Introduction sectionPlanned Inflation Rate

Planned Inflation Rate

The planned inflation rate (TIP) is a reference parameter for the updating of both budget figures and fees set by law (e.g. public contracts, rents, family allowances, school lunches, and so forth). It is furthermore the basis for updating the annual national television fee, water and waste rates, highway tolls (for concessionaires other than Autostrade S.p.A., whose tolls are adjusted on the basis of actual inflation) and it is taken into consideration in the computation of auto liability insurance premiums (indeed, it represents the threshold of increase above which the insured can decide not to renew the contract upon expiration).

In the past, following the Wage Agreements signed by social partners in 1993, the planned inflation rate (TIP) was also the indicator used for adjusting wages to inflation at the time of labour contract renewals. As of 2009, the planned inflation rate is no longer used for labour contractual renewals. At the end of January 2009, with the definition of the New Wage Agreement signed by the Government and social partners, a decision was made to tie the changes in wages to an indicator based on the harmonised index of consumer prices (HICP), net of the trend of prices of imported energy goods. The estimate of the HICP, net of imported energy prices, is published by ISTAT (until 31 December 2010, it was published by ISAE) every year during the month of May.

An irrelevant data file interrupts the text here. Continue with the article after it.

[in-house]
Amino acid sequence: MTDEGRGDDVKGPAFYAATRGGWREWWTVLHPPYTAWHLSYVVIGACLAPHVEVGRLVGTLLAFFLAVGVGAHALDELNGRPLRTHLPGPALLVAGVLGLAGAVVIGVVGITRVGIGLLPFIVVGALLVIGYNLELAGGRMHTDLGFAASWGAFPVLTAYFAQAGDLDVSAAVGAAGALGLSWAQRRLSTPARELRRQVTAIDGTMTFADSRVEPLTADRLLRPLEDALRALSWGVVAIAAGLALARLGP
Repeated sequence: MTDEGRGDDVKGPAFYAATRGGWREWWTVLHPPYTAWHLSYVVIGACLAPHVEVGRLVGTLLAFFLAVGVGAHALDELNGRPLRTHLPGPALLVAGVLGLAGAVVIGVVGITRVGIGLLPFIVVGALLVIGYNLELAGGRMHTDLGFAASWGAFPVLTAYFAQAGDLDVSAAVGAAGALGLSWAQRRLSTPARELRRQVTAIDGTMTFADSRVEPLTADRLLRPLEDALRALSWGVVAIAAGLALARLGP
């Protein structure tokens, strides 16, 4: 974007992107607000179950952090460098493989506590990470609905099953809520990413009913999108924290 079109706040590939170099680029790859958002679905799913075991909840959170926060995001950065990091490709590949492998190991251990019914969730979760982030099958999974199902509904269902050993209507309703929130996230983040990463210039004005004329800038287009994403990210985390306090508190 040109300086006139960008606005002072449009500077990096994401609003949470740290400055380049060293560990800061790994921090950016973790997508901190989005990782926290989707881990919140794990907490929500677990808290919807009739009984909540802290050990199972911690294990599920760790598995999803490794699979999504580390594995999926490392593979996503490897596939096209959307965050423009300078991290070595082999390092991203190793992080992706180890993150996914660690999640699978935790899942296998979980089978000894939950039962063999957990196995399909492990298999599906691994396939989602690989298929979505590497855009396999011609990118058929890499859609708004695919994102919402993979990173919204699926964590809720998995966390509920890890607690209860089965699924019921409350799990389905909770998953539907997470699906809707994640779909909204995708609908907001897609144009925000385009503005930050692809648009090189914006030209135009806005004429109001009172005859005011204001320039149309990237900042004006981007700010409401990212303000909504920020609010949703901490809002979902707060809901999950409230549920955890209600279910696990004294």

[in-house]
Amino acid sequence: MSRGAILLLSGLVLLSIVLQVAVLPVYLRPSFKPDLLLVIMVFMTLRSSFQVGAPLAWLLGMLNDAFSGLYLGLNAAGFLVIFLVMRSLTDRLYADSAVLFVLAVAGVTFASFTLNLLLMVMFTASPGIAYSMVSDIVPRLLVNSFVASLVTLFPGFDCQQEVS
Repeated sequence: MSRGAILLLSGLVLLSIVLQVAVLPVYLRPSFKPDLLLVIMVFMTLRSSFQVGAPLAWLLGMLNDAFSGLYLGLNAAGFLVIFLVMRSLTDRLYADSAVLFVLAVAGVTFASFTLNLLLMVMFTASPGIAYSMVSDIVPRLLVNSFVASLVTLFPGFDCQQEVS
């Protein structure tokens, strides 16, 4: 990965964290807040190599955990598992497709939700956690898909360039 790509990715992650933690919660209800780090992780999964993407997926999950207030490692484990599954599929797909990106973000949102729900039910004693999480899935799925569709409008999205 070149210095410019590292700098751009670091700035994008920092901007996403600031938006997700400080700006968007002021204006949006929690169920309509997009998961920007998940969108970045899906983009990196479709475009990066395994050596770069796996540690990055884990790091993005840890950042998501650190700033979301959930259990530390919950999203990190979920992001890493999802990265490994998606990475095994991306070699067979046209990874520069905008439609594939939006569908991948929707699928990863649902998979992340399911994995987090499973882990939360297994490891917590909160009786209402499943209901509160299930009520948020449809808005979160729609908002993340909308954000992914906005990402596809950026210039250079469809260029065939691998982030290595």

The table of the planned inflation rates set out below shows the average annual changes in the planned inflation rate and the consumer price index for clerical and factory workers (FOI, net of tobacco products), the latter of which is a parameter periodically used for adjusting monetary values (e.g. rents or alimony amounts due).

Source:

For the actual rates: analyses using ISTAT data; for the planned rates: official documents (RPP, RUEF, DPEF, DEF, and Update to the DEF).

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